There could also be question whether we can apply regulation to standardise the behaviour of MNOs and other providers to have fair competitive environment. Due to information asymmetry, it has been found that the policy of segmenting the value chain and limiting the entry of operators in appropriate segments minimising the interest of applying counter competitive practices such as vertical foreclosure, cross subsidy and predatory pricing works far better than regulating and penalising. As a matter of fact, before the advent of market based reform of the telecom industry, regulation was the tool to govern the state monopoly. With the finding that regulation was not an appropriate tool, the industry was reformed to take advantage from market forces. Moreover, when Bangladesh has a large number of specialised operators in every major service segment, what is the merit of allowing only a handful of MNOs, which have no specialised capability, while raising concern over weakening competition?
Now the question of new revenue source and survivability of the MNOs come into discussion. Although the success of policy and regulation in governing the telecom sector depends on many factors, one of the important success factors is to create possibilities of profitable competition of multiple operators. Keeping in view the pending merger of AirTel and Robi, weak financial health of TeleTalk and CityCell, and long loss-making track record of BanglaLink, one may raise the vital question of the success of market-led reform of the telecom industry of Bangladesh. Despite the fact that when survivability of most of the operators is in question, the market leader is reporting very high profitability: more than BDT 12 net earning (or profit) for each share of BDT 10. It indicates that in each of last five years, this company made more profit than the amount shareholders invested (paid up capital) to build the company. Such profitability disparity does not appear to be a good health indicator of the state of competition of the sector. Policy makers and regulators have reasons to look into the matter. Instead of looking into the core underlying issues of governing market led reform of the telecom industry, the argument of taking policy decision of opening the entry of MNOs in functionally specialised services, runs the risk of aggravating the competition scenario, with the likelihood of spreading the counter competitive forces among other major service segments of the society-which are poised to take significant advantage from democratisation of wireless network and smartphone.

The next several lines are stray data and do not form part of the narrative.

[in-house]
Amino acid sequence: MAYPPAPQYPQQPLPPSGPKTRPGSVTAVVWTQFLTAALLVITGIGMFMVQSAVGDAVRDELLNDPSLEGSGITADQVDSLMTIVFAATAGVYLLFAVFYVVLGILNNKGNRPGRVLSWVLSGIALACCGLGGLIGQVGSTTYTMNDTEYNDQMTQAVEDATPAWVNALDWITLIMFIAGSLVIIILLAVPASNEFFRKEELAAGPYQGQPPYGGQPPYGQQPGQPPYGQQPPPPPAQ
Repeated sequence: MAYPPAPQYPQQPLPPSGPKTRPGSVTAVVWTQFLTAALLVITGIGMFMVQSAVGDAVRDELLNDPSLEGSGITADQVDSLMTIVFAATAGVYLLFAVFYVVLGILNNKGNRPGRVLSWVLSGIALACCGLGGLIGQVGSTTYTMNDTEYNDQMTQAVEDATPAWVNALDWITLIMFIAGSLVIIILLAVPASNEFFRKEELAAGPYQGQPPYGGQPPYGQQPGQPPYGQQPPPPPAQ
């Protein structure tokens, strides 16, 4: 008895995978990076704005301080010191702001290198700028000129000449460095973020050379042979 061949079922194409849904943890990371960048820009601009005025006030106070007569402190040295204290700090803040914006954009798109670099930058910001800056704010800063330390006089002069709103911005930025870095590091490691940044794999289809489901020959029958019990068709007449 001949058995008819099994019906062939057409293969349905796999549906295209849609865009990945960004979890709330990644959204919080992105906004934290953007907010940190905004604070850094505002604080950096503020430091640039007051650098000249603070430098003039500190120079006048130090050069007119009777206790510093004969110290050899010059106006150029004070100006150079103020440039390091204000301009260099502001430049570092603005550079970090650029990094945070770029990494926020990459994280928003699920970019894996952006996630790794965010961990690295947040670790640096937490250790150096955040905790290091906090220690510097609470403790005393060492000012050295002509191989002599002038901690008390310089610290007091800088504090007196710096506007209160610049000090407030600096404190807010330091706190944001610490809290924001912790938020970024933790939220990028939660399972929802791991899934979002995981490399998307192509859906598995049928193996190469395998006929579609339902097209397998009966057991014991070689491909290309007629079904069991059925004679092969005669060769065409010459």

There could be many other issues which need to be debated to derive insights to feed into policy discussion to address the disconnect between policy decisions and interpretation of evidences within sound theoretical framework. Instead of keeping room for the MNOs to become specialised services providers in the name of VAS, the smarter policy option will be to encourage them to develop as dependable fair technology service providers and intensify competition among the already existing service providers to deliver essential services like health, education and financial services over telecom network and smartphones.
M Rokonuzzaman Ph.D, academic, researcher and activist on Technology, Innovation and Policy, is Professor, Department of Electrical and Computer Engineering, North South University, Bangladesh. firstname.lastname@example.org